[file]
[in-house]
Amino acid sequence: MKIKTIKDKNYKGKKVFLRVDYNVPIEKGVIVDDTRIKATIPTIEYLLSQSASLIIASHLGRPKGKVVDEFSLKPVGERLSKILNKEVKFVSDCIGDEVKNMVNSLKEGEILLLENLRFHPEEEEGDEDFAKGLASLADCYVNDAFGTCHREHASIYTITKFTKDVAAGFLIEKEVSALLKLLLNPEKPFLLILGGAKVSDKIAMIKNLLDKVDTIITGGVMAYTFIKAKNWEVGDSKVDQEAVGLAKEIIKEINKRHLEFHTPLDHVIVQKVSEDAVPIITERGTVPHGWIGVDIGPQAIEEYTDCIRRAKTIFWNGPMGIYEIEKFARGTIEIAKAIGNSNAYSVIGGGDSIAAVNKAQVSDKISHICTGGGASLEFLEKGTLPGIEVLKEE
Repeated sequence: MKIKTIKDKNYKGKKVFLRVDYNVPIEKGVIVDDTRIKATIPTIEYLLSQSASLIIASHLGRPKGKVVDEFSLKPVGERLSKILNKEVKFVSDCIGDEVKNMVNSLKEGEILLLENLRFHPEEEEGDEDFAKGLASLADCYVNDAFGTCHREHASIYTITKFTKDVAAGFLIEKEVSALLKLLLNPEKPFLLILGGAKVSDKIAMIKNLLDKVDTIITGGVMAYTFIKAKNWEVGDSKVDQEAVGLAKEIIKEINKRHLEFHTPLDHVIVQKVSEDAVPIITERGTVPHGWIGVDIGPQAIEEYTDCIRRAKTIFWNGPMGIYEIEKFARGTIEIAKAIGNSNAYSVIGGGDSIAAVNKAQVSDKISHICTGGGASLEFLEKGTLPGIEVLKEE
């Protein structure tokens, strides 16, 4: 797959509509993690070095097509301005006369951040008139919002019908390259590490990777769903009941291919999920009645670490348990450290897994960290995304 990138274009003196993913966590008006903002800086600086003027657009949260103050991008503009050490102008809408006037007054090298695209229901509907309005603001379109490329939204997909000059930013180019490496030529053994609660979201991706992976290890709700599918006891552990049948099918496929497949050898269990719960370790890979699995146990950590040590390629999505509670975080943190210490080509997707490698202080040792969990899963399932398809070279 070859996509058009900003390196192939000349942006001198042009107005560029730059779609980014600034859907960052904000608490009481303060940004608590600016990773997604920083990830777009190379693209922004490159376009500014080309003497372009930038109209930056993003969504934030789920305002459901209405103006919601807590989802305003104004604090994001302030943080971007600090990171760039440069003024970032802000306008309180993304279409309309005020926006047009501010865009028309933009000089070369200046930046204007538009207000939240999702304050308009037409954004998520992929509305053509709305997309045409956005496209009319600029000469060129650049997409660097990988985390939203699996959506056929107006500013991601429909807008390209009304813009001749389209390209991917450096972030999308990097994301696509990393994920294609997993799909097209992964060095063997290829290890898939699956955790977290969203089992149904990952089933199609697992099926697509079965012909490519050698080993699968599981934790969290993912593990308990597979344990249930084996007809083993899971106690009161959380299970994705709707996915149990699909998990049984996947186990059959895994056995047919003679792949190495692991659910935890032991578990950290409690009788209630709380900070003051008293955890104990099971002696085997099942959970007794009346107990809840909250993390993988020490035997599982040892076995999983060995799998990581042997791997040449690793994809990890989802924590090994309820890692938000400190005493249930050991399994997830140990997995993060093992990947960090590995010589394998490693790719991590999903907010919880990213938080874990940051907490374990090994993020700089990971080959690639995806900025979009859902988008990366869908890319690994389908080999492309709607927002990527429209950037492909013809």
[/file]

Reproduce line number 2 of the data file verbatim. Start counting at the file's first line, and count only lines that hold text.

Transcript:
Amino acid sequence: MKIKTIKDKNYKGKKVFLRVDYNVPIEKGVIVDDTRIKATIPTIEYLLSQSASLIIASHLGRPKGKVVDEFSLKPVGERLSKILNKEVKFVSDCIGDEVKNMVNSLKEGEILLLENLRFHPEEEEGDEDFAKGLASLADCYVNDAFGTCHREHASIYTITKFTKDVAAGFLIEKEVSALLKLLLNPEKPFLLILGGAKVSDKIAMIKNLLDKVDTIITGGVMAYTFIKAKNWEVGDSKVDQEAVGLAKEIIKEINKRHLEFHTPLDHVIVQKVSEDAVPIITERGTVPHGWIGVDIGPQAIEEYTDCIRRAKTIFWNGPMGIYEIEKFARGTIEIAKAIGNSNAYSVIGGGDSIAAVNKAQVSDKISHICTGGGASLEFLEKGTLPGIEVLKEE